Archer & Armstrong (current Valiant relaunch version) – I’ve long been a fan of Fred Van Lente as a writer (and as human being). And Archer & Armstrong is everything I want in a comic. Fred’s skill for crafting characters, worlds, satire, and pure “Comics!” fun is on full display. I never knew the original series, but I was hooked half-way into the first issue, and it’s been one of the books I most look forward to every month. And Clayton Henry has captured the full breadth of FVL’s scripts with both macho gusto and wry subtlety.
Revival – I know a lot of folks are already singing this book’s praises — but if you’re not reading it, you’re a fool. A FOOL, I SAY! It’s one of the intriguing, confident and truly human new series I’ve read in a while. And though I’m friends with the guys who make this one — I have to be honest, it surprised the hell out of me in the best way when I read it. Tim Seeley, Mike Norton, Mike Englert, Crank and Jenny Frison all seem to be turning in their best work yet in this book. And I am thrilled to see where they take us.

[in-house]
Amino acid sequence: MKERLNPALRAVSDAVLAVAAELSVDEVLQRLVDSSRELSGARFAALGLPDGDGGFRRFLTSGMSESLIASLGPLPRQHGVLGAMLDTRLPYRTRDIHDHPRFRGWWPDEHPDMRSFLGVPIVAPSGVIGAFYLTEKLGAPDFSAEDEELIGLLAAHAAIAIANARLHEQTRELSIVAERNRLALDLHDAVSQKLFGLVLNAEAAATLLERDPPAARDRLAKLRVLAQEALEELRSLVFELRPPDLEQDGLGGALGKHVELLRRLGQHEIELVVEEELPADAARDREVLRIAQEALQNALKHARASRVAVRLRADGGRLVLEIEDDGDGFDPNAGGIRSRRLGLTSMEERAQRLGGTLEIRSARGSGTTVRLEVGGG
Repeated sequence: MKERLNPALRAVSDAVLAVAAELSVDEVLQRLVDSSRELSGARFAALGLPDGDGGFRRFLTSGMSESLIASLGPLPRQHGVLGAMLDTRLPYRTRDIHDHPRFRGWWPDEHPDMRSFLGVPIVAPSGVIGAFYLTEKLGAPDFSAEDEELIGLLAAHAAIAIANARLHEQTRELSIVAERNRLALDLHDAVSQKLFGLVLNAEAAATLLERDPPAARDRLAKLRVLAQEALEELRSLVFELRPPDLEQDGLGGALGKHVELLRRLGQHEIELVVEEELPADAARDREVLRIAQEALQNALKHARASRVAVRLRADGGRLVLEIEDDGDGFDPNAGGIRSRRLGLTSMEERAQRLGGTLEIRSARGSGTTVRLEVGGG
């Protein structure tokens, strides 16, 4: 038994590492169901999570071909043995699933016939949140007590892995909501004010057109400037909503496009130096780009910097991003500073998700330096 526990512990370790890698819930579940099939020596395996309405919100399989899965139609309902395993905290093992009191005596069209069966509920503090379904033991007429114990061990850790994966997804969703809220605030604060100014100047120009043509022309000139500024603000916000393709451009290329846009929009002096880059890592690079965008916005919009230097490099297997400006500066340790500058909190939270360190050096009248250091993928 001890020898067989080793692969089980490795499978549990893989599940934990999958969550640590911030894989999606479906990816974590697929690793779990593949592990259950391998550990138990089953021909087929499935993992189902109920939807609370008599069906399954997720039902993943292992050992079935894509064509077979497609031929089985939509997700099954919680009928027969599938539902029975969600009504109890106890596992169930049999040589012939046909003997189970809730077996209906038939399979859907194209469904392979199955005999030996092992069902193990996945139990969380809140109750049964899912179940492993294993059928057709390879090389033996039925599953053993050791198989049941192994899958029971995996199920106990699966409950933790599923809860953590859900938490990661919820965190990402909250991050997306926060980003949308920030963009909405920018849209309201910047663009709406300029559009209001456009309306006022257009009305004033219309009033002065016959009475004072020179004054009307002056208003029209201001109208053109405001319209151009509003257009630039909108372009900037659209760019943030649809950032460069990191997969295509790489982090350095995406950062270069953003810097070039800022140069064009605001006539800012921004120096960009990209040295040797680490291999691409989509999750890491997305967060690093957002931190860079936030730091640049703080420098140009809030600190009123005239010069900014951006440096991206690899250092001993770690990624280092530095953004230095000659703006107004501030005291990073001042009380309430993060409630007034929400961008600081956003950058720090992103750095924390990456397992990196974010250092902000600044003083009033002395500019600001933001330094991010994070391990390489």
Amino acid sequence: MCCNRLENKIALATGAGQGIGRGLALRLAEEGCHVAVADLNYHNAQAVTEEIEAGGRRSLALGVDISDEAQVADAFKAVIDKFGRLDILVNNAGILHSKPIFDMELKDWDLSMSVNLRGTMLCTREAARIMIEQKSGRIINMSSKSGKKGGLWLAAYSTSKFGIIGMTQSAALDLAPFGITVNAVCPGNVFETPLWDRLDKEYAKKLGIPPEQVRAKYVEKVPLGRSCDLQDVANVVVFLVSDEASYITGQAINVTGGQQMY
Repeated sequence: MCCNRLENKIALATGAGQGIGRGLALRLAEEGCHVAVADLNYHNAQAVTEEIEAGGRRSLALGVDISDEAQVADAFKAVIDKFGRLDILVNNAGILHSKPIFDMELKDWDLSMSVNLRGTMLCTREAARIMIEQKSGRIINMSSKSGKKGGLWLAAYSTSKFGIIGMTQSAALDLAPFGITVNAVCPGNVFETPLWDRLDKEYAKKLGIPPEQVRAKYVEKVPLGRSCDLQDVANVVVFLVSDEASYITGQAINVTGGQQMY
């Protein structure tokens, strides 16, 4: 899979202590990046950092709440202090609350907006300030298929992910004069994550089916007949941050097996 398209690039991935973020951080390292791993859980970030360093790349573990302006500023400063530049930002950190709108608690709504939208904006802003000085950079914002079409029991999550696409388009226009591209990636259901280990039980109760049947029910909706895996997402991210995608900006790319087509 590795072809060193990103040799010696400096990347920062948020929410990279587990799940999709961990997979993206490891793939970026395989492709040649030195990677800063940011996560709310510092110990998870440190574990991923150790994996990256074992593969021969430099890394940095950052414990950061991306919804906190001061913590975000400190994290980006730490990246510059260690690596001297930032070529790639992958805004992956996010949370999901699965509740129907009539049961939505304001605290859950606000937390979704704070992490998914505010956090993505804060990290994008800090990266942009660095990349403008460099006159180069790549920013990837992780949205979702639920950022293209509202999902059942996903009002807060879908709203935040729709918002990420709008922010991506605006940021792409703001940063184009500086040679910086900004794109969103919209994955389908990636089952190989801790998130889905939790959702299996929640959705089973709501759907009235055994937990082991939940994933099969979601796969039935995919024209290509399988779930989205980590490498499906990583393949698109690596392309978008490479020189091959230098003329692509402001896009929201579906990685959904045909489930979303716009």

Wolverine & the X-Men – The early run of Excalibur is what got me hooked into comics. And frankly, no one had captured that perfect balance of playfulness, drama, and comic book madness in the X-Men since — until Jason Aaron teamed with Chris Bachalo and Nick Bradshaw on this. In fact, the sheer energy and soul that those guys put into this book blows me away and reminds me why I love comics — every month. It has me falling for my first love (mutants!) all over again.
The Sixth Gun – I never would have believed I’d be buying a western. Of course, the book is much, much more than that. The weight of the characters, their pasts, and their debts to each other are as heavy and real as you’d find in books with ten times the published history. And for my money, Cullen Bunn masterfully expands the world of the series in a way that feels both earned and surprising. A book I thought wouldn’t be for me has turned out to be one of my absolute favorites. So even if you think you wouldn’t like it – I really hope you’ll give it a shot. It’s sheer excellence just might help you get over your prejudice against “westerns.”